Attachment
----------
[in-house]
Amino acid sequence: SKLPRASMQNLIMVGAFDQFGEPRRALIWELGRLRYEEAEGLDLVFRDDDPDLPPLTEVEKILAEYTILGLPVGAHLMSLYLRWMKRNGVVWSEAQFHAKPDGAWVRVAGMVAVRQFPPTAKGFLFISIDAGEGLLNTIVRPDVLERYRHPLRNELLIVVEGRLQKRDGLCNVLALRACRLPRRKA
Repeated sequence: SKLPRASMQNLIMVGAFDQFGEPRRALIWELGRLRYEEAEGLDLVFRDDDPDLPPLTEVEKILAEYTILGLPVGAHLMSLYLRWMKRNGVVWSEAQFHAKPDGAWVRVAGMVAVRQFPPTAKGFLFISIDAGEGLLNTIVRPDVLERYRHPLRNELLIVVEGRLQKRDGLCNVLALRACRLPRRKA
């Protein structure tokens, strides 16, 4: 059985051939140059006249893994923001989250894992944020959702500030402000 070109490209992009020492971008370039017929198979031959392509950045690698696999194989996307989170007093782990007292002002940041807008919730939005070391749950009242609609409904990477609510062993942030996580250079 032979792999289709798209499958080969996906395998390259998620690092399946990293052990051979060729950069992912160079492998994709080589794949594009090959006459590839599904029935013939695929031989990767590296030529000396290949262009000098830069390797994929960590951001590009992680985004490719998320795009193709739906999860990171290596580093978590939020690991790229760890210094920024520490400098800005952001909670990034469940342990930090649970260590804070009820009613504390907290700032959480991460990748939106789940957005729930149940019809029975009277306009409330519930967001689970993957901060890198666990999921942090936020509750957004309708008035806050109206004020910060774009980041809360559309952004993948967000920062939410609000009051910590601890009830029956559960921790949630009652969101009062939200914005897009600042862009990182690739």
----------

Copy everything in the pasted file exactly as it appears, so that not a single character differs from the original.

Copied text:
[in-house]
Amino acid sequence: SKLPRASMQNLIMVGAFDQFGEPRRALIWELGRLRYEEAEGLDLVFRDDDPDLPPLTEVEKILAEYTILGLPVGAHLMSLYLRWMKRNGVVWSEAQFHAKPDGAWVRVAGMVAVRQFPPTAKGFLFISIDAGEGLLNTIVRPDVLERYRHPLRNELLIVVEGRLQKRDGLCNVLALRACRLPRRKA
Repeated sequence: SKLPRASMQNLIMVGAFDQFGEPRRALIWELGRLRYEEAEGLDLVFRDDDPDLPPLTEVEKILAEYTILGLPVGAHLMSLYLRWMKRNGVVWSEAQFHAKPDGAWVRVAGMVAVRQFPPTAKGFLFISIDAGEGLLNTIVRPDVLERYRHPLRNELLIVVEGRLQKRDGLCNVLALRACRLPRRKA
């Protein structure tokens, strides 16, 4: 059985051939140059006249893994923001989250894992944020959702500030402000 070109490209992009020492971008370039017929198979031959392509950045690698696999194989996307989170007093782990007292002002940041807008919730939005070391749950009242609609409904990477609510062993942030996580250079 032979792999289709798209499958080969996906395998390259998620690092399946990293052990051979060729950069992912160079492998994709080589794949594009090959006459590839599904029935013939695929031989990767590296030529000396290949262009000098830069390797994929960590951001590009992680985004490719998320795009193709739906999860990171290596580093978590939020690991790229760890210094920024520490400098800005952001909670990034469940342990930090649970260590804070009820009613504390907290700032959480991460990748939106789940957005729930149940019809029975009277306009409330519930967001689970993957901060890198666990999921942090936020509750957004309708008035806050109206004020910060774009980041809360559309952004993948967000920062939410609000009051910590601890009830029956559960921790949630009652969101009062939200914005897009600042862009990182690739």